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article imageMicrosoft's Slack rival is finally here

By James Walker     Nov 2, 2016 in Technology
Microsoft has officially introduced Teams, a new chat app for the workplace that's built to rival Slack. Slack has experienced extraordinary adoption, pushing existing solutions including Microsoft's Skype out of use. Teams is the company's response.
Teams was introduced at a special event in New York today. Microsoft describes it as a "chat-based workspace" that enables teams to communicate and collaborate online, using Office 365. The app has been built around "four core promises" with the aim of creating a single digital space that improves team productivity.
Teams' most important capability is its chat experience. It supports persistent and threaded chats that are visible to the entire team. There's also the option to start private discussions with specific team members. The chat interface is powered by Skype and includes support for voice and video conferences. Emojis, stickers, GIFs and memes can be uploaded, as well as files and links to other Microsoft tools.
Teams really comes to life when used with the rest of Office 365. It integrates with Word, Excel, PowerPoint, OneNote, SharePoint, Planner, Power BI and Delve, letting teams access information relevant to their work from within the Teams interface. Since Teams is meant to be the default digital workspace for its users, it acts as a kind of hub for the different types of content present on Office 365.
Microsoft Teams
Microsoft Teams
Each team is able to customise the app's interface with new tabs and external services. By default, standard tabs for Conversation, Files and Notes are created. A team could expand this with a dedicated tab for important resources or links to frequently accessed websites. Teams can be used as a kind of productivity landing page that aids collaboration.
The fourth "core promise" of Teams is strong security. Data is encrypted at all times, including when being transferred. The app is also compliant with key standards that guarantee certain protections. Because it's hosted on Office 365, it is served from Microsoft's worldwide network of data centres, making it robust and reliable. Administrators will be able to control its behaviour in the same way as any other Office 365 service.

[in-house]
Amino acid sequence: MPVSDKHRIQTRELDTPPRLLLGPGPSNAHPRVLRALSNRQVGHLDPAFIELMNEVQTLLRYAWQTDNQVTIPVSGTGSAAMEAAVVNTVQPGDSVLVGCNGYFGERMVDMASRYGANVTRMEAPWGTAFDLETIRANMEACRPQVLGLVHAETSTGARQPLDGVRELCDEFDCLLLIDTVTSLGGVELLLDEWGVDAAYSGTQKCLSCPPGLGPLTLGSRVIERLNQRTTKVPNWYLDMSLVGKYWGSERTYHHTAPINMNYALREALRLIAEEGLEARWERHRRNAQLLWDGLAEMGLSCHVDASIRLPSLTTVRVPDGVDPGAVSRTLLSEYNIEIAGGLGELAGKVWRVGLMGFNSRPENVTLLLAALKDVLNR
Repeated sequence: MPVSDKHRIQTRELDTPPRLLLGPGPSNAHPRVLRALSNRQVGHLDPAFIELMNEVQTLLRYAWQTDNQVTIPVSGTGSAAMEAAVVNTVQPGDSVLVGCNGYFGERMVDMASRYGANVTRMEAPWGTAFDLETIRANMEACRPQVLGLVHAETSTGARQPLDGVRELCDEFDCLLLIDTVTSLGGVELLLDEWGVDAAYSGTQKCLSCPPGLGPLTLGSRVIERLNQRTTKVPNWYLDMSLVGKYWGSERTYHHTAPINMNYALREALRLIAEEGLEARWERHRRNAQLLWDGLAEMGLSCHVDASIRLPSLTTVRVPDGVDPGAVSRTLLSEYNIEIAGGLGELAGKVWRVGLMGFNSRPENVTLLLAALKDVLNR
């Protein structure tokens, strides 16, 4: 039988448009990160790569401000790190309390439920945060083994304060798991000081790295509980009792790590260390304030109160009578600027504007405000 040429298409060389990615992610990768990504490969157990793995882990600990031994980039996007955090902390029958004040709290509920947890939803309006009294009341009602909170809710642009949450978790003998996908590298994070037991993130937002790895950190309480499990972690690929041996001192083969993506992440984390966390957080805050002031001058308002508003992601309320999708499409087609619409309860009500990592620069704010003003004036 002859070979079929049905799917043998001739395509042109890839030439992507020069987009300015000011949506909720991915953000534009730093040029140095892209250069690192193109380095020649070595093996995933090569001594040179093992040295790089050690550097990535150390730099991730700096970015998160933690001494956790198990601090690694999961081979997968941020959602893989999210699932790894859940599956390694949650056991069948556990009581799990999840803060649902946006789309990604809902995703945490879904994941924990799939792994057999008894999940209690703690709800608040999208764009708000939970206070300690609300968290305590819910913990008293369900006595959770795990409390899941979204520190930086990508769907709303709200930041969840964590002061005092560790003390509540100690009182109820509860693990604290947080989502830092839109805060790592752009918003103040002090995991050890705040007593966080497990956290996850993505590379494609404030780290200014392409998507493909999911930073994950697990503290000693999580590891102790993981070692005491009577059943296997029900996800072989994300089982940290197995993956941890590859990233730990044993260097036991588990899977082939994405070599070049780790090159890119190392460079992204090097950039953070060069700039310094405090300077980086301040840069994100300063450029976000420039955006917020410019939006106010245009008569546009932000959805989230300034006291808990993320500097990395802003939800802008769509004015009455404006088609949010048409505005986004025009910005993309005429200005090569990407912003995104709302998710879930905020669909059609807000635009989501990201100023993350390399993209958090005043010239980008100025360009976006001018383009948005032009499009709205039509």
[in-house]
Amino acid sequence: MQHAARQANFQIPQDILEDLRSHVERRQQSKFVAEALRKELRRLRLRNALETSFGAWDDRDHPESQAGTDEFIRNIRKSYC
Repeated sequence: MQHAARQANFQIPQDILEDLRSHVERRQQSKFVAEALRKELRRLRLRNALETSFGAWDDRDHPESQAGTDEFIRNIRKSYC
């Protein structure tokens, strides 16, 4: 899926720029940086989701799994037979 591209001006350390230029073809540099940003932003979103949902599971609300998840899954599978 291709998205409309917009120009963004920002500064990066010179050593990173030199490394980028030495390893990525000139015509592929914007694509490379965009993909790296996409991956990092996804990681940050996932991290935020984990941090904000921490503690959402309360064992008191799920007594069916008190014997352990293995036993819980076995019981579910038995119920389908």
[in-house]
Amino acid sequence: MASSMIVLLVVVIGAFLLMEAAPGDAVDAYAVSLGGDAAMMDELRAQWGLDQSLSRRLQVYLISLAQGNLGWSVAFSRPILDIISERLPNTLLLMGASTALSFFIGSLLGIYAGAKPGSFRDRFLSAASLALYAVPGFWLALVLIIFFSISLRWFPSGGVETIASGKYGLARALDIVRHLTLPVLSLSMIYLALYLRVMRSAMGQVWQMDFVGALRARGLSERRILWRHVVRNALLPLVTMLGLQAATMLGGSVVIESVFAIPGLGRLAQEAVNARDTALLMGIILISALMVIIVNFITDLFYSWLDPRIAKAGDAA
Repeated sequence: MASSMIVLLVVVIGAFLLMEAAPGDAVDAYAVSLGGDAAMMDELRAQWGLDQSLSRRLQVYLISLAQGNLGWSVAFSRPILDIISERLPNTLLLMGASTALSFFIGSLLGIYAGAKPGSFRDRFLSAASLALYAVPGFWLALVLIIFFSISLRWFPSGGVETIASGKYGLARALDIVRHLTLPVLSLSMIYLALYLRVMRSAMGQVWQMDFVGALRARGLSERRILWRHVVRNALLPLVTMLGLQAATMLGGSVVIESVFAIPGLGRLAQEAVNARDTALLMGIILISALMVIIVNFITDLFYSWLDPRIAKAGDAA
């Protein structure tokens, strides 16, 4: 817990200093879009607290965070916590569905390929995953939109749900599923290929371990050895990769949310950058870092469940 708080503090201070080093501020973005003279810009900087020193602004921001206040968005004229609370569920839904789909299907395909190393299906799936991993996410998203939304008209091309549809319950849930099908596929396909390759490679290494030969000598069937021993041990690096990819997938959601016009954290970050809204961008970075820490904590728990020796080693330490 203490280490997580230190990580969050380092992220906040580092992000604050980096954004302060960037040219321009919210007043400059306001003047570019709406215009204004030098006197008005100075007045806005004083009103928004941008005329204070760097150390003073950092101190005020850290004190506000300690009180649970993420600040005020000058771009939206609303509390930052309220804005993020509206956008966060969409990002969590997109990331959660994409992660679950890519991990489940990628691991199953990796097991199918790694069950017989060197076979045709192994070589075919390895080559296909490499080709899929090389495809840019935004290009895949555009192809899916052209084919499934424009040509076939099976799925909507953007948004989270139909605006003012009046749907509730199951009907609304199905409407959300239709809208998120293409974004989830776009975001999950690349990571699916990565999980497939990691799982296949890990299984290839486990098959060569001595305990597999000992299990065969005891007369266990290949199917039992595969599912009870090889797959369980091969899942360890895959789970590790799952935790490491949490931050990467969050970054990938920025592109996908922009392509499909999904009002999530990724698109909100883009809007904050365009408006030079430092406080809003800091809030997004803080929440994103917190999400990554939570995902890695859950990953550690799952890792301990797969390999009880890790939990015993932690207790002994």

Teams is an evident response to Slack, launched in 2013. Slack, a comparatively new messaging app built from the ground up for the workplace, has experienced rapid growth since its introduction. That has come at the cost of other established services, including Microsoft's Skype and Skype for Business.
With increasing numbers of businesses switching to Slack, Microsoft has been forced to create a response. Teams offers similar functionality to Slack and comes packaged inside Office 365, a service that is already very widely used. Microsoft hopes this integration will help to halt the waves of customers migrating to Slack.
The Slack app
The Slack app
Slack has already acknowledged Microsoft Teams. Last night, before Teams had officially launched, the company published a blog post welcoming the new competition. The company, famed for its transparent approach to software, said it's "genuinely excited" to have a rival in the space, before giving out some "friendly advice" to Microsoft because "this is harder than it looks."
Slack warned Microsoft that an extensive feature list isn't going to stop the Slack "revolution." Instead, it needs to focus on "a degree of thoughtfulness and craftsmanship" that echoes how people communicate. It also noted that an open ecosystem is key, pointing out that over 750 third-party apps now exist for Slack. Finally, the company told Microsoft "you've got to do this with love," alluding to Microsoft's reputation for complex support procedures and poor customer service.
"We’re glad you’re going to be helping us define this new product category," Slack said to Microsoft. "We admire many of your achievements and know you’ll be a worthy competitor. We’re sure you’re going to come up with a couple of new ideas on your own too. And we’ll be right there, ready."
Slack posted the same blog post in a full-page ad in the New York Times today. While the company may appear to be confident that Teams won't be a threat, Microsoft's new product already has the credentials to be an industry hit.
Microsoft Teams
Microsoft Teams
Convincing customers to switch back from Slack won't be easy to achieve. Businesses that are already actively using Office 365 are likely to benefit from Teams' tight integration though. Using Slack requires bringing in another tool that's separated from team files and data.
"We built Microsoft Teams because we see both tremendous opportunity and tremendous change in how people and teams get work done," said Microsoft. "Teams are now more agile and organizational structures more flat to keep communications and information flowing. With Microsoft Teams, we aspire to create a more open, digital environment that makes work visible, integrated and accessible — across the team — so everyone can stay in the know."
Teams launches in public preview form today. Office 365 administrators can turn on the feature using the Office 365 admin centre, making it available to users across their organisation. Microsoft has finally created a response to the rise of Slack, although the fact it let enterprise chat escape its grasp for so long hints at the challenges ahead.
More about Microsoft, microsoft teams, slack, Communication, Chat